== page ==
Original Paint: 1978 Chevrolet C10 4×4 Shortbed

It’s no secret that Chevrolet’s “squarebody” trucks are seeing a rise in both popularity and prices, even though the company sold this generation of the C/K Series truck for nearly 20 years. This 1977 Chevrolet Silverado K-10 Shortbed that Barn Finds reader Dayle G. found here on eBay has some period-correct modifications under its belt, but it is also a project that will require plenty of attention before hitting the road again.

This Silverado is available in Tucson, Arizona with a clean title. Supposedly, the seller bought the truck from someone who purchased it with a mere 500 miles on the odometer, but unfortunately, that owner parked the truck for 13 years after what they believed was a blown head gasket.

Luckily, because this truck lived its life in Arizona, it did not succumb to the rust issues that most Squarebodies do, but there is still some surface rust in the bed and bottom parts of the vehicle. While the truck features its original paint, the sun created a patina effect, and the hood has a crease in the middle from someone attempting to close it after it was ajar for many years. Additionally, the passenger door has a dent, there is a crack in the windshield, the trim has some damage, and the passenger taillight lens is broken. On a positive note, this truck does feature some upgrades, such as Warn locking wheel hubs, a Rough Country 5″ lift kit, and a chrome roll bar.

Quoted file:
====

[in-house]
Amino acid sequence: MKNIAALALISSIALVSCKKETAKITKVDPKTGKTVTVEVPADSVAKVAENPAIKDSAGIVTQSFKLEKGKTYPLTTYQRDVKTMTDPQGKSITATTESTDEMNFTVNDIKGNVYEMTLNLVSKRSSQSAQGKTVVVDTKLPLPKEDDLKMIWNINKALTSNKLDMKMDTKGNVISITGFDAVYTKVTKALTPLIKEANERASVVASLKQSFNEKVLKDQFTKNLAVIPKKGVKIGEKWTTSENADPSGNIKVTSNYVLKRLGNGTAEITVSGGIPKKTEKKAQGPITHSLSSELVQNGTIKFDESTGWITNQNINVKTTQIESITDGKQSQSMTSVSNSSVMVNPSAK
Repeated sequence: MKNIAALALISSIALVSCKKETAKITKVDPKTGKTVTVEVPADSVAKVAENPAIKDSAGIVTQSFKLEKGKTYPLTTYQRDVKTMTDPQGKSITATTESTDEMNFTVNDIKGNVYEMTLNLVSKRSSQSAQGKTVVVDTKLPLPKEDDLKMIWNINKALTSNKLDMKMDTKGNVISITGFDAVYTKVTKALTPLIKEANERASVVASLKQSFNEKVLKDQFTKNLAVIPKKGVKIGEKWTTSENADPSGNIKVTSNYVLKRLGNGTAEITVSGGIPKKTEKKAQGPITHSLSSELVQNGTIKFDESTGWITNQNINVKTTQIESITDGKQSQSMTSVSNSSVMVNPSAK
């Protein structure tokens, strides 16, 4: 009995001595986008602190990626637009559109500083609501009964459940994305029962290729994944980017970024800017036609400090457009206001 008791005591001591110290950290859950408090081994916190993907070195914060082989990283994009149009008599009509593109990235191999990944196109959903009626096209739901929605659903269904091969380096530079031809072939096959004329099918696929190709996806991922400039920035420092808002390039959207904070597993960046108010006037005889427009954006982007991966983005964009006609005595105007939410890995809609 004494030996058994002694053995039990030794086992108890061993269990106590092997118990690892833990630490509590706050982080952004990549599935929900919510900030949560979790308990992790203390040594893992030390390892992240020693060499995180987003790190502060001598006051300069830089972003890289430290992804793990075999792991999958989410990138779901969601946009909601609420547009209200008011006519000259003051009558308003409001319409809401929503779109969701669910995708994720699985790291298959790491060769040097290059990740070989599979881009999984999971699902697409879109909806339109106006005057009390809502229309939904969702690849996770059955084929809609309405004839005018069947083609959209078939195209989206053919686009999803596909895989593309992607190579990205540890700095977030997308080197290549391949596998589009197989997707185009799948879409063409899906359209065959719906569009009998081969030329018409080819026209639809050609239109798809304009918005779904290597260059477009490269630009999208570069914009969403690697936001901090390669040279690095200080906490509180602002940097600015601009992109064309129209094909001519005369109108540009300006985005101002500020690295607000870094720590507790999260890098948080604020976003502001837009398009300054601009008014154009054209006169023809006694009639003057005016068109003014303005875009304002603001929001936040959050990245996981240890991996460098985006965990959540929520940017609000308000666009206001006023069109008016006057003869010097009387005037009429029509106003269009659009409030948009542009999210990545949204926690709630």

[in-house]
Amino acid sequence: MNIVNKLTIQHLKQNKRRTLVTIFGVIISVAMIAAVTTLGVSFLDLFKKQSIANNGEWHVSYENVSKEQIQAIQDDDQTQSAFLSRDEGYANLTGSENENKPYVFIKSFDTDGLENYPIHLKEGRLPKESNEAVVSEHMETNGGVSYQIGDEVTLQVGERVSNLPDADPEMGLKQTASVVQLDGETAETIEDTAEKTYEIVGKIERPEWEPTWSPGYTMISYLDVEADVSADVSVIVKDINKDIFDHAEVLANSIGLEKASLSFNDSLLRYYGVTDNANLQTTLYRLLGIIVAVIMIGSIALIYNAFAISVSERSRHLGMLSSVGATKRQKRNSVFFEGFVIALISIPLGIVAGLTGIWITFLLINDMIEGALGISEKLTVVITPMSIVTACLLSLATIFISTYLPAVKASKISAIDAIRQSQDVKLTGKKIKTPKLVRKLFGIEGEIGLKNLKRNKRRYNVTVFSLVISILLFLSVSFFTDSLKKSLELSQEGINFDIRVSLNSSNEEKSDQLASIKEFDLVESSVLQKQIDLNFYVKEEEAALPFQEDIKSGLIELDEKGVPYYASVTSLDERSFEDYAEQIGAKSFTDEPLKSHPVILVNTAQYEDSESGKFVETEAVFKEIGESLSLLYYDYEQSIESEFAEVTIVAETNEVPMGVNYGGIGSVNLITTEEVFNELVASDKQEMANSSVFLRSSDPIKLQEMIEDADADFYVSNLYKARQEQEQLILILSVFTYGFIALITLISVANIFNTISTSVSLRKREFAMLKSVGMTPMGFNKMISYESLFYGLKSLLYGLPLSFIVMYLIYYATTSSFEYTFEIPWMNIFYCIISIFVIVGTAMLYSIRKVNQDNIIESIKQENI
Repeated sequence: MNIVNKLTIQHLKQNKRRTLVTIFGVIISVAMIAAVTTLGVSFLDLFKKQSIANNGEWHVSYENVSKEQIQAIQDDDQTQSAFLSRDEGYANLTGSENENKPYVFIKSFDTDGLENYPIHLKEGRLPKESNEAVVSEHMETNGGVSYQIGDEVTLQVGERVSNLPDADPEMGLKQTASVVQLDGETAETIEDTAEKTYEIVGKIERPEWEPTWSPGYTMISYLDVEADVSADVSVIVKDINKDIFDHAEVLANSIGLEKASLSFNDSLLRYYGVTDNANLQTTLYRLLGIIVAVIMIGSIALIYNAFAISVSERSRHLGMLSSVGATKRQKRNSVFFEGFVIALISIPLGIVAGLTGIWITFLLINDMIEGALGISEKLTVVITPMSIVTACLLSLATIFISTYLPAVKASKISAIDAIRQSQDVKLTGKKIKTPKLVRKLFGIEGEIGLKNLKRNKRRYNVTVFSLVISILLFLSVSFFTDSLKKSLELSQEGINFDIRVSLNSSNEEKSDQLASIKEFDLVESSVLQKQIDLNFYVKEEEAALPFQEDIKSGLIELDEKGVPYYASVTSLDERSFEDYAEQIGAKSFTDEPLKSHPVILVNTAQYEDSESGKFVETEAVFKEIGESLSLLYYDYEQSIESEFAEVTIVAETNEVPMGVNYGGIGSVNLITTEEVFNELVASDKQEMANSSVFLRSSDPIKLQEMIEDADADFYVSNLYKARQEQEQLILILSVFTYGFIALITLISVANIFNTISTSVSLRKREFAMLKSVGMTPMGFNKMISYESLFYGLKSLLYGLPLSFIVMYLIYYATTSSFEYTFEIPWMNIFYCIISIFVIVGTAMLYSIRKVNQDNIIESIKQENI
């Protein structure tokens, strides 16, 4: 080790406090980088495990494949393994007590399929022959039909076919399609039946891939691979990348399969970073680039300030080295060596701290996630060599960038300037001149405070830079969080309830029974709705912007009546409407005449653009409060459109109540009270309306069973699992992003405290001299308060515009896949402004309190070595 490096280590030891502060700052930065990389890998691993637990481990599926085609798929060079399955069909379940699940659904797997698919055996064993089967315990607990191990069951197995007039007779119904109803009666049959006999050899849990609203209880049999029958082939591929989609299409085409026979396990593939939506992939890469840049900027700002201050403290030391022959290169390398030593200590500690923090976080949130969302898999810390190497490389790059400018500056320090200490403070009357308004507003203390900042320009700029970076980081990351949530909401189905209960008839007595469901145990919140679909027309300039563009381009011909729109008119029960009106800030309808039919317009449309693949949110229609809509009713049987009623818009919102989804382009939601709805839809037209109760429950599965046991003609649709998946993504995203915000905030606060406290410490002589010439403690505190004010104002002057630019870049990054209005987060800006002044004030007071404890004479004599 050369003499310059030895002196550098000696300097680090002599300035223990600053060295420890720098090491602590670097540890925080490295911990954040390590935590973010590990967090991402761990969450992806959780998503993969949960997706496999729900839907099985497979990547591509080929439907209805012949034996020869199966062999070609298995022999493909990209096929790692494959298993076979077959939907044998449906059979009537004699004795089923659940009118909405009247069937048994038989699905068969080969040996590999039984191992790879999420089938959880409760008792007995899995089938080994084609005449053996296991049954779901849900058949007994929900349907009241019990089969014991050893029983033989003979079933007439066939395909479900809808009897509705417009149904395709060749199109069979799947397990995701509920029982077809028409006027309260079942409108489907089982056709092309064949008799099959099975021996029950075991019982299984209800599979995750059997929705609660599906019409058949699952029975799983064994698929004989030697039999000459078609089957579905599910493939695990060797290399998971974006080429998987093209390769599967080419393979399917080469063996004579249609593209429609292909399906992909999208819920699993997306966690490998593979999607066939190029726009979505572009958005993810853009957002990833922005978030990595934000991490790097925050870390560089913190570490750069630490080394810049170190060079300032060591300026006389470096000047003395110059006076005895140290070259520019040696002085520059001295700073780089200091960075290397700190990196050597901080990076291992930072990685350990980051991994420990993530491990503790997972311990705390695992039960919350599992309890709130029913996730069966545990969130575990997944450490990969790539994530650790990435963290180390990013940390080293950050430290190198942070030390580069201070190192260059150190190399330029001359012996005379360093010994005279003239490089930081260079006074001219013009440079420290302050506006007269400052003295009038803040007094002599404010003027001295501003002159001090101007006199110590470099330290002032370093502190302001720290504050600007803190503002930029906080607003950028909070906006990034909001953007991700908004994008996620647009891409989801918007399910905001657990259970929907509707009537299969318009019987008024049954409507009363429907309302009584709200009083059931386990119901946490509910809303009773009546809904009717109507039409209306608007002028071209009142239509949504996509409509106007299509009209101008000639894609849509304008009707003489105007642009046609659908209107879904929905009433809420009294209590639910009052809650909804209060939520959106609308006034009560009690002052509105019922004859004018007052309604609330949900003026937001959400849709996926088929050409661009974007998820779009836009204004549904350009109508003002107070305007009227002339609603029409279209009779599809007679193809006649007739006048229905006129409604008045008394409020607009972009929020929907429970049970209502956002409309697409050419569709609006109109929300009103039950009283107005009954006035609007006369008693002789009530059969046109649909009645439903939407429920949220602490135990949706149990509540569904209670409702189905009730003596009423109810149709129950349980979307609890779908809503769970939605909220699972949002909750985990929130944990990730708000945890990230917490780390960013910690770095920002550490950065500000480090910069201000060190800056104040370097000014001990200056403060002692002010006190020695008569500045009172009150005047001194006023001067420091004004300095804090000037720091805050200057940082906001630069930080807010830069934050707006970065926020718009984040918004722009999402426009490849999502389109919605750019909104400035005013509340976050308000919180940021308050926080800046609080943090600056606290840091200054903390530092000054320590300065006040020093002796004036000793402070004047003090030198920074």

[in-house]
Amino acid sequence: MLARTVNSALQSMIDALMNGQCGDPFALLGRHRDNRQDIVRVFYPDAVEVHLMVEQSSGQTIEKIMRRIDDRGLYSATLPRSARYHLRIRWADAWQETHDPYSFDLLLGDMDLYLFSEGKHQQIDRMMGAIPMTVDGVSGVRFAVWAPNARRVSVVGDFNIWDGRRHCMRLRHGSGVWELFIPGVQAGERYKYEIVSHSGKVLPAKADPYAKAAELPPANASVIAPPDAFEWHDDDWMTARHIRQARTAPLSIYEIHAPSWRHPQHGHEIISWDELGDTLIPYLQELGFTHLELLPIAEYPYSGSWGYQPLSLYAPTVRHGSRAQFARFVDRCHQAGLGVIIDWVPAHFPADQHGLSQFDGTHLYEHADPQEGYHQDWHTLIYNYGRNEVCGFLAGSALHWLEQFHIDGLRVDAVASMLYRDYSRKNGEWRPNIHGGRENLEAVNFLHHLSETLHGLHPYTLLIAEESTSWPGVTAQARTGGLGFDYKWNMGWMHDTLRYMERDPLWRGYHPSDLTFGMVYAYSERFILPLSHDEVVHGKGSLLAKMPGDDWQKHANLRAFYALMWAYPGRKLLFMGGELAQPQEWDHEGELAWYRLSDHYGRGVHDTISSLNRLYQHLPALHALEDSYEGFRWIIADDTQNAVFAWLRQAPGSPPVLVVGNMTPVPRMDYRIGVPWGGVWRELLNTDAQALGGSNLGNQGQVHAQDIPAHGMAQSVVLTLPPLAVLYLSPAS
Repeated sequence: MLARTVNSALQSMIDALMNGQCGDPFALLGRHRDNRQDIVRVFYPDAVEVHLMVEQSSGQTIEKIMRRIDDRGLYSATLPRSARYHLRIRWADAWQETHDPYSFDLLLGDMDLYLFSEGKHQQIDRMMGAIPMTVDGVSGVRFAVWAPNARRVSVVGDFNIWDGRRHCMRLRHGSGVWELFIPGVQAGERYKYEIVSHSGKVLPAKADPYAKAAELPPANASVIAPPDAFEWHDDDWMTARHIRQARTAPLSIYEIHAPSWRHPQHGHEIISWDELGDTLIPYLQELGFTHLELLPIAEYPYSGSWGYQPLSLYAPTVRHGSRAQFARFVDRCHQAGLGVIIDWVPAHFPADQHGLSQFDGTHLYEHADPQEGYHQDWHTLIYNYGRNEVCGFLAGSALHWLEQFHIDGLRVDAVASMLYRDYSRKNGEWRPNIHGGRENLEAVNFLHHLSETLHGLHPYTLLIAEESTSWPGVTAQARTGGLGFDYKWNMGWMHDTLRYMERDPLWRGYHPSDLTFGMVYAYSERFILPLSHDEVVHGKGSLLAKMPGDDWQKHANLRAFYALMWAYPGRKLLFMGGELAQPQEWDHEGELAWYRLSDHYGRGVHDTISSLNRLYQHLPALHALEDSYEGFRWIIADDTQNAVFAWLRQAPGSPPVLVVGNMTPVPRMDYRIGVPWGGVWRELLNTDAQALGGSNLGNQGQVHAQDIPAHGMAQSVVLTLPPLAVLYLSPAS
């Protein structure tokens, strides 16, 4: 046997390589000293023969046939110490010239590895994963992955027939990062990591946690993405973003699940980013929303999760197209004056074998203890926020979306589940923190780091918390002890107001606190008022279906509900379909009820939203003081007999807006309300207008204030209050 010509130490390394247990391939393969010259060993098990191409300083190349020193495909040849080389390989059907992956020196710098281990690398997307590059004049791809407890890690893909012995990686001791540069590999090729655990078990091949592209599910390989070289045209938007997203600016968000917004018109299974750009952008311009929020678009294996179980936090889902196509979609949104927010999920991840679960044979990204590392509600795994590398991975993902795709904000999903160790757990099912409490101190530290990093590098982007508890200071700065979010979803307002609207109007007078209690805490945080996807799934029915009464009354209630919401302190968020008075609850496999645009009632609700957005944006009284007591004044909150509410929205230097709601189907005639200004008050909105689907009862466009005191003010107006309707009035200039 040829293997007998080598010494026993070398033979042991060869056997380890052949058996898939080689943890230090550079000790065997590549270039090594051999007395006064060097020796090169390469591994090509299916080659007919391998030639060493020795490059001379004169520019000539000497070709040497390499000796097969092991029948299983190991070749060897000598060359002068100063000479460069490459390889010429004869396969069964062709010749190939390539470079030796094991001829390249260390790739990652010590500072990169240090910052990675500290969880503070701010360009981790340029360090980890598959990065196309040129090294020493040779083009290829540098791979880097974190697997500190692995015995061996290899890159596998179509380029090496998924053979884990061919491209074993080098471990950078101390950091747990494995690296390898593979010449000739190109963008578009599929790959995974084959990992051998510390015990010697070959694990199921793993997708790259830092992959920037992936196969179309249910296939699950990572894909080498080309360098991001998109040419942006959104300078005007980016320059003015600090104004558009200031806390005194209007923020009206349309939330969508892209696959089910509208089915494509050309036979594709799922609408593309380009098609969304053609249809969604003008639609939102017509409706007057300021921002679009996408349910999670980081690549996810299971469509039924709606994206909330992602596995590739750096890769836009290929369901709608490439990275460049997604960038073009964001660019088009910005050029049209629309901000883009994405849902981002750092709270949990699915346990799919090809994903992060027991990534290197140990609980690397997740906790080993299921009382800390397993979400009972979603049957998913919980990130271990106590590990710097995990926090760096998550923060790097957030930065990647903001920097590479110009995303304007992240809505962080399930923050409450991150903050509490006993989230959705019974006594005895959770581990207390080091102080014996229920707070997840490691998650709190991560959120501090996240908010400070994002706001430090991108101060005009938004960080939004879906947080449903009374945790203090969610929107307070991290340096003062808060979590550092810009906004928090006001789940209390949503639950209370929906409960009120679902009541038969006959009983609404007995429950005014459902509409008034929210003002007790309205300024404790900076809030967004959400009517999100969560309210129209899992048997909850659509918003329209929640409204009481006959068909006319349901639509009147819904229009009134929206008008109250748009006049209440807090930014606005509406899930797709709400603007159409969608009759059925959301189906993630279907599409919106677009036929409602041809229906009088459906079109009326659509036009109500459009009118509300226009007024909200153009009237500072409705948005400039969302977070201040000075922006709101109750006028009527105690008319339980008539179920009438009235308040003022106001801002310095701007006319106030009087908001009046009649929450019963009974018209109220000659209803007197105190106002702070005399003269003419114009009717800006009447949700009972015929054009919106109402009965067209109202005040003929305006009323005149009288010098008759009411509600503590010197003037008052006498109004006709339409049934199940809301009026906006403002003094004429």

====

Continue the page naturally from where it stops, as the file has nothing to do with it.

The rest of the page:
While vehicles from areas like Arizona aren’t as prone to rust, the interiors fall victim to sun damage, which is the case here. The seats are torn, the dashboard material has cracks, and the wood trim is very faded.

Under the hood, there’s a 350 cu.-in. V8 engine, which pairs to an automatic transmission and a four-wheel-drive system. The drivetrain has 140,000 miles on it, but unfortunately, a blown head gasket took this truck off the road over a decade ago, and it has not run since.

At the time of publication, bidding is at $4,050 with the reserve not met. Considering this is a rather extensive project, I found the price surprising, but 22 bidders feel that this truck has clean enough bones to make it a worthwhile venture. What do you think of this project pickup?


  1. geomechs geomechs Member